Female teachers have a significant positive impacts on their female students, so much so that it can change the course of their academic futures. The dearth of female faculty at Princeton is preventing this guidance from occurring, reinforcing the pattern of male academic dominance.
The problem with the FBI is not related to electoral politics, so political action as generally conceived on campuses is not effective. The FBI remained racist under Obama and will probably continue to behave in the same manner after Trump. The Bureau has a long-term power structure that is resistant to outside interaction.
Last semester, Princeton Students for Gender Equality (PSGE) and Princeton Students for Reproductive Justice (PSRJ) hosted the first Menstruation Celebration, a festive event in Frist Campus Center meant to both infuse joy into a discussion of a stigmatized topic and raise awareness about problems of access to menstrual products for those who need them. Additionally, sponsors of the event emphasized the acceptance of all uterus-owners and the disconnect between biological function and gender expression.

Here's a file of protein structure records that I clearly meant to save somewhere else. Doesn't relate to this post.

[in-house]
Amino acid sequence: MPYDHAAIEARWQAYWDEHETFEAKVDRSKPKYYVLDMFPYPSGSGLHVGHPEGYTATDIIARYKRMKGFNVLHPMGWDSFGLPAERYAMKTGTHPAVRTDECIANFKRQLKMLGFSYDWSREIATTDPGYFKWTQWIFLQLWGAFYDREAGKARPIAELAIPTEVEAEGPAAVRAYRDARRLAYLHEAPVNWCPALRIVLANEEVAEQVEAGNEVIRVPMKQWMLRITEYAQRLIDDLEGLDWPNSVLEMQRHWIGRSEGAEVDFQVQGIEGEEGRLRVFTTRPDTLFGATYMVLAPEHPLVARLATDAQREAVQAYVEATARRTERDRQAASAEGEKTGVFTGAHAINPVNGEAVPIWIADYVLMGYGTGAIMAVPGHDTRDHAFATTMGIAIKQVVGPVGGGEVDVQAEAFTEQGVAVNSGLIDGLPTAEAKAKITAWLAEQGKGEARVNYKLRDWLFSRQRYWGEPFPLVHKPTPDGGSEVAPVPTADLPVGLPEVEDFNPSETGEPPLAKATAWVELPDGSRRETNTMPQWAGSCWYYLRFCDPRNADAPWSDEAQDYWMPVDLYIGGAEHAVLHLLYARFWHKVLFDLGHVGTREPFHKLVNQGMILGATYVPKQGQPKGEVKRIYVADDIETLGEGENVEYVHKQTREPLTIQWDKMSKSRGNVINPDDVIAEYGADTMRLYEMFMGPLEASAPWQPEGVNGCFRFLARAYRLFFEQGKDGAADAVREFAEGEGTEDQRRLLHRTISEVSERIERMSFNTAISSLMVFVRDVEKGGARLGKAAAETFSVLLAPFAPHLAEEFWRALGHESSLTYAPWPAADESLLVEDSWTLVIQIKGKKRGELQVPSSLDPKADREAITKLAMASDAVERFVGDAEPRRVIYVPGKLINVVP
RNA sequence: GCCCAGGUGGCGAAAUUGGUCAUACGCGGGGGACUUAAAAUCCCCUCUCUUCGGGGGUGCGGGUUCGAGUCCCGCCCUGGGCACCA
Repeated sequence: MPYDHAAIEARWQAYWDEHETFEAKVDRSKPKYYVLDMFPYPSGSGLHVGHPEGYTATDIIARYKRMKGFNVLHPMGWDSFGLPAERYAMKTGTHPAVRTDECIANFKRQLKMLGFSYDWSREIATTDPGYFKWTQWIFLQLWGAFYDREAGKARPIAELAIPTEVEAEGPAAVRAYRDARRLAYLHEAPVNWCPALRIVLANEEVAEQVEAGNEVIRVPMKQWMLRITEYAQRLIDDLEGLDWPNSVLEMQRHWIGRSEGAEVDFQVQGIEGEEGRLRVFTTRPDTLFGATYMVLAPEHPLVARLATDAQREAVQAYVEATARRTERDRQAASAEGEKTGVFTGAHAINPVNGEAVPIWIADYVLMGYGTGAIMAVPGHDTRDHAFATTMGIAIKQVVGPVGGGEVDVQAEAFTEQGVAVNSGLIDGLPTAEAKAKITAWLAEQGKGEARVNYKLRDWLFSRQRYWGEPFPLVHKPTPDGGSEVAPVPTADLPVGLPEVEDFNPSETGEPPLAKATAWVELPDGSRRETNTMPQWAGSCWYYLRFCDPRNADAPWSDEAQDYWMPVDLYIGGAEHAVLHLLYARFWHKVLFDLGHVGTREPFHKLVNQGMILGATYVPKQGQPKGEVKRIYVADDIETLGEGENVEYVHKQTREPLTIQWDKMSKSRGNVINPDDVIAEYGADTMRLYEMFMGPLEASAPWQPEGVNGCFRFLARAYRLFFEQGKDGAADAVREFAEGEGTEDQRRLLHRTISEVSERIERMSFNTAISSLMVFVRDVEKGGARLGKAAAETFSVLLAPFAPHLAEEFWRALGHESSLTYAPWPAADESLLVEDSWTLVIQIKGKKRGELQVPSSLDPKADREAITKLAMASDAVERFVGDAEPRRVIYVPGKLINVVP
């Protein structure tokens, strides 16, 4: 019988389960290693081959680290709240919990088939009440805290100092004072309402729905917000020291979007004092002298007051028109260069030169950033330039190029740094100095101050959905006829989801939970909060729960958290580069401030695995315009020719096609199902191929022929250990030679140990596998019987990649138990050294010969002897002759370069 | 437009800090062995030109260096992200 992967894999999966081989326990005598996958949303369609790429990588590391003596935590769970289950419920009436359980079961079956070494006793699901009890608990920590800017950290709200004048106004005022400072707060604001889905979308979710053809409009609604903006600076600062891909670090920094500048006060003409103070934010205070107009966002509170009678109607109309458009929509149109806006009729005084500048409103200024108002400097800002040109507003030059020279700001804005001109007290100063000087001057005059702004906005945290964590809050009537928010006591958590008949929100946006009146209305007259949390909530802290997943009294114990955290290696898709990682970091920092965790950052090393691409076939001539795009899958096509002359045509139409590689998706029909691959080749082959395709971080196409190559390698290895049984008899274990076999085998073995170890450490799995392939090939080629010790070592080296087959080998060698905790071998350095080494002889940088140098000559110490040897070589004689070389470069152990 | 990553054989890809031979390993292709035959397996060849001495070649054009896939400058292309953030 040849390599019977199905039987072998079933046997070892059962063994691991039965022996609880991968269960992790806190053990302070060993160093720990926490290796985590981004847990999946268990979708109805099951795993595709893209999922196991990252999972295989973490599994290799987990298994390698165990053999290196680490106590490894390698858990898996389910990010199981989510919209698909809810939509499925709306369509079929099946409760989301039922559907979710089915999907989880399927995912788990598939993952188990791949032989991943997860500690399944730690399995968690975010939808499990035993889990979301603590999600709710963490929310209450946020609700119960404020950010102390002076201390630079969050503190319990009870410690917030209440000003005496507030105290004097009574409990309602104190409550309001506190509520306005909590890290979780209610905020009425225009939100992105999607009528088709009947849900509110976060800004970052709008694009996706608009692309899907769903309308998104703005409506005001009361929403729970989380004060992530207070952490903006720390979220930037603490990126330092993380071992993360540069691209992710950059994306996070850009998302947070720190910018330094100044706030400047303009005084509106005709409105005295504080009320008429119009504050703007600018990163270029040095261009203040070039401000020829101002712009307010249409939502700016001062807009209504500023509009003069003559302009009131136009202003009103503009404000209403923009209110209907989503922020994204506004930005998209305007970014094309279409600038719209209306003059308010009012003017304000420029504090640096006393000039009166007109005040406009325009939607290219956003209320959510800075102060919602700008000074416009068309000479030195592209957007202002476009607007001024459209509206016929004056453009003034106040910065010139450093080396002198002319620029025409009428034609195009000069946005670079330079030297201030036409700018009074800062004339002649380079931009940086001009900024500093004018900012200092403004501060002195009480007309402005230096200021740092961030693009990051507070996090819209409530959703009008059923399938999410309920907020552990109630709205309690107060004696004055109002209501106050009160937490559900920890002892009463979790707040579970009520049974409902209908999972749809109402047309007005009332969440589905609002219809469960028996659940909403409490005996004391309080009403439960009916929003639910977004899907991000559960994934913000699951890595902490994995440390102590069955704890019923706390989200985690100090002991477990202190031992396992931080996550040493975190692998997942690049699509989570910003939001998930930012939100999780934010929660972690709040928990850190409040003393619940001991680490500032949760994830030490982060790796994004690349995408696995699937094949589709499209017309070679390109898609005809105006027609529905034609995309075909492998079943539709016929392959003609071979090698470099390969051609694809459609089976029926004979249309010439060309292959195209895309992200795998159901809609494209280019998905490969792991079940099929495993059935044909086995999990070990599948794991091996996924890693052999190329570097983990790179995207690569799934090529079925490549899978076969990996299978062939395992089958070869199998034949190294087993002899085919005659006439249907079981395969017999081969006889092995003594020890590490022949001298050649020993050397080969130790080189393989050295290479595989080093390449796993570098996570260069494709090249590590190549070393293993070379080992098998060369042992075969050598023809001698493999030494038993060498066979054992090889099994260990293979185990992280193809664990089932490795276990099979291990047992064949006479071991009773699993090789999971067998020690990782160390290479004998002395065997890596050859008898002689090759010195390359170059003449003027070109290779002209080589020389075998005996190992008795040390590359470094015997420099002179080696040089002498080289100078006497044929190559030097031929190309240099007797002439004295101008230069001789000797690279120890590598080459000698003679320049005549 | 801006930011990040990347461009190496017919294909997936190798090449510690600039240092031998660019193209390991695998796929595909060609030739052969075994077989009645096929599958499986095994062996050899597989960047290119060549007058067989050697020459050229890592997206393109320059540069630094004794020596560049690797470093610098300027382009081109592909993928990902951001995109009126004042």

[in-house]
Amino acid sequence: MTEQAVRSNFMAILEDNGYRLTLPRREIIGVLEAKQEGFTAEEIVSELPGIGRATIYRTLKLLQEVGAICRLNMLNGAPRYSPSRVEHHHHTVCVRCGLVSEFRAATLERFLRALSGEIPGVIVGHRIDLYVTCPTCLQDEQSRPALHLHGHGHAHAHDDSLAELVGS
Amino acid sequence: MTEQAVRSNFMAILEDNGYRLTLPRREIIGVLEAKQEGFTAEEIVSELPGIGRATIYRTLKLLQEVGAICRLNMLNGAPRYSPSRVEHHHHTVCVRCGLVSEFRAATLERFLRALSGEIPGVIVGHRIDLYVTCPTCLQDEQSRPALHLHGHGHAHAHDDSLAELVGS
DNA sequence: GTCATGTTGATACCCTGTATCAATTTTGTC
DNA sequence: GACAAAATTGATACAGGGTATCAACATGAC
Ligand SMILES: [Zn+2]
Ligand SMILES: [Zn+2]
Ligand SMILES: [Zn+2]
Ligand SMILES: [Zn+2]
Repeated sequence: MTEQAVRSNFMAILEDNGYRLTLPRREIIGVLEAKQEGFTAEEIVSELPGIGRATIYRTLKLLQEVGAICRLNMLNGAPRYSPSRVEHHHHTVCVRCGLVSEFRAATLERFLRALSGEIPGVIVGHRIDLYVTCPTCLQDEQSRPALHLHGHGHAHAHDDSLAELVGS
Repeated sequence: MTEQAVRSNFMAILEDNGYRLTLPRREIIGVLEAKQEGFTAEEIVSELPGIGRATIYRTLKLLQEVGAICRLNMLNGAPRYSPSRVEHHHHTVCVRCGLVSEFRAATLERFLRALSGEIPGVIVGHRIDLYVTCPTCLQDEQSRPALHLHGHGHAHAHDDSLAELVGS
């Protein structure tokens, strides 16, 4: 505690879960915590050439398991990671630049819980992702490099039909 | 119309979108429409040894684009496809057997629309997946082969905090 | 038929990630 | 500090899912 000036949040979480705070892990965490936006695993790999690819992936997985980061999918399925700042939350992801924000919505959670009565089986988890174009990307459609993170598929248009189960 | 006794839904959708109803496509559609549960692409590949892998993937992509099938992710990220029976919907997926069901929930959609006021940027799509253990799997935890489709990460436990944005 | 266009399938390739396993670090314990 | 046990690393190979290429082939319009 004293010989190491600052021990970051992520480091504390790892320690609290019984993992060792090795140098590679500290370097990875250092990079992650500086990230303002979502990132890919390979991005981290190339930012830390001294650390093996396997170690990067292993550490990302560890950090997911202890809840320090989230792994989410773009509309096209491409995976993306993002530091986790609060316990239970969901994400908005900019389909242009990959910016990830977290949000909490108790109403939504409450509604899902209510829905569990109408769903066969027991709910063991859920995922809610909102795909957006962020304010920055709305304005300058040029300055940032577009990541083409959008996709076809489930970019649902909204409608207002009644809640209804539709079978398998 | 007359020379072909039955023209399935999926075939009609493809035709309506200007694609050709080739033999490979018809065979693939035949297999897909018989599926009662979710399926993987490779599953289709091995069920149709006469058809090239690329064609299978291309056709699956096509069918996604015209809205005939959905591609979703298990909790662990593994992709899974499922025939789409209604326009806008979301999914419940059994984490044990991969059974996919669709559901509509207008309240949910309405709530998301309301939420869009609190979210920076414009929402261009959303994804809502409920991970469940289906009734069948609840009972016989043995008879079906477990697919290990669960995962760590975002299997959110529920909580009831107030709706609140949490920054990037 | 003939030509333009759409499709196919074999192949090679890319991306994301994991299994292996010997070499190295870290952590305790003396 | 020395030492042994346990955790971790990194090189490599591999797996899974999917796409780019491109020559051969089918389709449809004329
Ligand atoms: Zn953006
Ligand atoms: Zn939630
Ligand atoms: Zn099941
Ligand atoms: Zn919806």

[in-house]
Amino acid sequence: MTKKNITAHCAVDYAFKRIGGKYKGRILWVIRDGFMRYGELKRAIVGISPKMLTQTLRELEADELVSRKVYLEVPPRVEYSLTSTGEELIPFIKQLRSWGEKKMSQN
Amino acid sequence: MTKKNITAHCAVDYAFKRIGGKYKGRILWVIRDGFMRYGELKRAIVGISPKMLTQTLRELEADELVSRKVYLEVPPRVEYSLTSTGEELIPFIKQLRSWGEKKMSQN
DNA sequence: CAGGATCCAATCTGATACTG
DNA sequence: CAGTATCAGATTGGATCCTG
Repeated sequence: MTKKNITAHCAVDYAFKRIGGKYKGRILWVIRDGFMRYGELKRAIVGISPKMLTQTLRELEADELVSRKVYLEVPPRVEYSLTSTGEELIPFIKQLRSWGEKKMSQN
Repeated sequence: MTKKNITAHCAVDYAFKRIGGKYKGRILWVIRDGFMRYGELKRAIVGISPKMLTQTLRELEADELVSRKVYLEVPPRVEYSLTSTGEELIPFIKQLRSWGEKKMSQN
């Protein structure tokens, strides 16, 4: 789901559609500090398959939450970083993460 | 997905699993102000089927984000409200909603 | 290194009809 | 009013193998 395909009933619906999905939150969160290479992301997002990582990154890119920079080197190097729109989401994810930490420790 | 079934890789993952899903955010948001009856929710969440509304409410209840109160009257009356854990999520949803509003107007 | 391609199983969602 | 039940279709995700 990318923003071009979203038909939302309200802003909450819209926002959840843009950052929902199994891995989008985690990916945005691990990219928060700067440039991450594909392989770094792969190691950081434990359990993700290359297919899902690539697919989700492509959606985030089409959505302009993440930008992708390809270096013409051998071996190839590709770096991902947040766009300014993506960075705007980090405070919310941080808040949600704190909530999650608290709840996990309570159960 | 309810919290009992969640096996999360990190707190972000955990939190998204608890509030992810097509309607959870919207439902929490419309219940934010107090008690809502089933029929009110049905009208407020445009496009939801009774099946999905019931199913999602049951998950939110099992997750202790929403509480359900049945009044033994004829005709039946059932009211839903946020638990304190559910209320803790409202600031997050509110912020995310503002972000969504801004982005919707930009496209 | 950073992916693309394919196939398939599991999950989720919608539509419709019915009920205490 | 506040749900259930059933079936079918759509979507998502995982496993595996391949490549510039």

My problem with the idea is not with the posts themselves - I support going public as a way for women to remove the stigma from being a victim of sexual harassment and assault, and I think owning that experience through public statements can be empowering. Women should not have to expose themselves to the voyeurism of social media and perform the emotional labor of publicly owning and explaining their past trauma in order to show men the “magnitude of the problem.” The magnitude should be clear by now. It has been happening for LITERALLY ever. This is a problem. Most women who have had any experience as women are not shocked by the Weinstein accusations, because they have seen and/or lived this all multiple times before.
There is no one way to dress like a feminist. Prescribing that you own your sexuality is no more liberated than recommending that you keep your body covered up.
It was in that moment that I realized I had adopted an unpopular and possibly sacrilegious opinion among college students: I dislike free food.